I'd guess the eyes are the same stories. Many foundation dogs for doodles aren't going to be excellent examples of their breed, since most people breeding very high quality purebreds don't want their dogs ending up in a breeding program for crossbreeds. While a looser eye like you've shown isn't something you see in 'ideal' examples of either breed, you can probably find some goldens or even poodles with looser skin around the face and eyes that can cause that. Regardless, it doesn't look anywhere near extreme enough to cause issues!

You won't know for sure unless you do a reliable DNA test, of course. My oldest boy has a similar story - I got him as a puppy from someone who bought him from a commercial doodle breeder. He's supposed to be all poodle, which he looks and acts the part enough for that to be the case, but he also has some physical traits that could either be because he wasn't bred to the poodle breed standard, or because he has cocker or something a couple generations back. Some day when we have a second income I might splurge on the Embark test to see which is the case!

For the record, I'm not at all against crossbreeding or outcrossing purebred dogs, nor am I against breeding dogs 'just' for being good pets/companions (that's a purpose too, and a very in-demand one in today's society). I just feel strongly that we should hold those breeding programs to the same standards that we hold a purebred breeder. No, there won't be a written standard for how the dog should look, but they can still be performing thorough testing for genetic health problems on the parents, having a clear goal for the temperament they're trying to produce, tracking lines for patterns in health and behavior, and 'proving' their breeding stock by showing they're successful in sports or work like being therapy animals. I hope to see the 'designer' dogs move more in this direction as people become increasingly aware of what a good breeder can do to improve the chances of getting a healthy, long-lived dog with a stable temperament.
 

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For the record, I'm not at all against crossbreeding or outcrossing purebred dogs, nor am I against breeding dogs 'just' for being good pets/companions (that's a purpose too, and a very in-demand one in today's society). I just feel strongly that we should hold those breeding programs to the same standards that we hold a purebred breeder. No, there won't be a written standard for how the dog should look, but they can still be performing thorough testing for genetic health problems on the parents, having a clear goal for the temperament they're trying to produce, tracking lines for patterns in health and behavior, and 'proving' their breeding stock by showing they're successful in sports or work like being therapy animals. I hope to see the 'designer' dogs move more in this direction as people become increasingly aware of what a good breeder can do to improve the chances of getting a healthy, long-lived dog with a stable temperament.
Just to touch on this part of your post, while I'm against breeding mixed breeds willy-nilly, I'd like to see the AKC waive their requirement that PAL and Canine Partners dogs be altered, so that breeders have more chances to title their mixed breed breeding stock. Designer crosses aren't going to go away, so improving the temperament and health of them is something that conscientious breeders strive for. Also, it would give out-cross dogs the opportunity to be titled before being used in a breeding program. The UKC waived that requirement about six years ago, but there aren't nearly as many UKC evens as there are AKC events (in normal times, at least). Sadly, given the fighting that took place over allowing altered mixed breeds to compete, I don't see that happening any time soon.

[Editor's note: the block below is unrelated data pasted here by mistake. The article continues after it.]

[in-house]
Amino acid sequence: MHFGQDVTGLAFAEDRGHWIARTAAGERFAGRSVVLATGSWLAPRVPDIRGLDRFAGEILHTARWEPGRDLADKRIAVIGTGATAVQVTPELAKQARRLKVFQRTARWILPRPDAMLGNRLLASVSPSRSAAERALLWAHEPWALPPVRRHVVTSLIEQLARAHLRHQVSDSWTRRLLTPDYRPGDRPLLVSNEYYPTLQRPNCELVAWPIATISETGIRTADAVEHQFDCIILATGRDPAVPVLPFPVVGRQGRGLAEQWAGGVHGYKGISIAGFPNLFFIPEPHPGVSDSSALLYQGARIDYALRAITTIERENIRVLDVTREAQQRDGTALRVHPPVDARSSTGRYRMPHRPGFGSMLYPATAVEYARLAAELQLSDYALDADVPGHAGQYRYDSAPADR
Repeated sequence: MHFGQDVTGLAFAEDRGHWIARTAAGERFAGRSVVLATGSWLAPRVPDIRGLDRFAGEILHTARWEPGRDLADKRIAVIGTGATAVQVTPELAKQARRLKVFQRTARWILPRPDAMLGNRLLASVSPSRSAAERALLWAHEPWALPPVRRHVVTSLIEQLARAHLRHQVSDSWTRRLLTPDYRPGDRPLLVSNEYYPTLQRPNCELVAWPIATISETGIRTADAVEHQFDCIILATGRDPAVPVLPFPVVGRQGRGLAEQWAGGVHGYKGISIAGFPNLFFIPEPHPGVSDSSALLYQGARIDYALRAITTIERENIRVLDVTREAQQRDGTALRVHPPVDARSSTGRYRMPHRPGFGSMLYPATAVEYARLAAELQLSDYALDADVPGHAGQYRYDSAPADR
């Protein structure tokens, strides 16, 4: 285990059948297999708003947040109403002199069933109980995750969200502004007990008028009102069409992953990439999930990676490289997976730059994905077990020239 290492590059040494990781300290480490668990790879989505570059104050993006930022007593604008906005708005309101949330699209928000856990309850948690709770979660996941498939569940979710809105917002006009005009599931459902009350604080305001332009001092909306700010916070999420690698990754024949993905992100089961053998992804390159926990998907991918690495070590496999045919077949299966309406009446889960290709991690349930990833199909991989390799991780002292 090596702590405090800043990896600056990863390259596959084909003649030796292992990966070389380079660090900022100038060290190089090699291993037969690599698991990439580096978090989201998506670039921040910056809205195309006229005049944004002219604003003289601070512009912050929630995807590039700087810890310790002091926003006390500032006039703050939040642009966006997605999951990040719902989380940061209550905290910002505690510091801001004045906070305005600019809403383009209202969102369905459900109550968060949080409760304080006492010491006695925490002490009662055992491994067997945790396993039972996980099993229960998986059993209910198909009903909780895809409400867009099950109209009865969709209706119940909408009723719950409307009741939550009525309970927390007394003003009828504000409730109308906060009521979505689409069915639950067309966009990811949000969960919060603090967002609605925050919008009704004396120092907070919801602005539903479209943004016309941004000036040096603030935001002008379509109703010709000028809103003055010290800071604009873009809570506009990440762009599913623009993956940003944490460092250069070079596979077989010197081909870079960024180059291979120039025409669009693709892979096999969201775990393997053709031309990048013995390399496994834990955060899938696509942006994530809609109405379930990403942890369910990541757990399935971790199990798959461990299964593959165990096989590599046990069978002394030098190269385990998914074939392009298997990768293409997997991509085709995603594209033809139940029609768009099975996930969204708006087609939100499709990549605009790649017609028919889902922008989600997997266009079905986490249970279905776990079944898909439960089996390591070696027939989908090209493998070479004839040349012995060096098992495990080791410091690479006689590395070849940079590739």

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@LeoRose I'm in total agreement with you there. I'm honestly worried about the future of purebred dogs if breed books stay as staunchly closed as they are now, with even projects like the LUA Dalmatians that are 100% about improving the health of the breed drawing controversy and scorn. I'm definitely a proponent for changing the way the dog community in general (and especially the purebred dog community) sees mixed breeds, and that encouraging responsible breeding practices in all breeders can only benefit everyone.
 

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Hmm... they might not be as tight as they could be, but again, I'm not seeing anything really excessive. I would just keep an eye on it (no pun intended) as he grows.
 

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Discussion Starter · #18 ·
Hmm... they might not be as tight as they could be, but again, I'm not seeing anything really excessive. I would just keep an eye on it (no pun intended) as he grows.
Okay thanks for the info! They don’t always look as obvious as they do in that photo but you can always see them. Actually you can always see them in my oldest goldendoodle but his are clear where the new puppies are brown, so they’re more noticeable. My middle girl you can never see them even when she just wakes up
 

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Discussion Starter · #19 ·
What do the parent dogs look like?
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Here are his parents. It’s hard to see their eyes in the photo but at least I know he is in fact a goldendoodle. His mom (black poodle) may have the visible third eyelid but it’s so hard to tell. The parents are both very cute though.
 

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Ah, so he's definitely more poodle than golden! I still think that his eyes look like they're just a normal variation of 'tightness'. Maybe not one you see often in either breed, but probably not dangerous either. You can always bring it up at your next vet visit for a professional's opinion, but unless the third eyelid or eye whites seem red and inflamed I wouldn't assume this a medical issue on its own.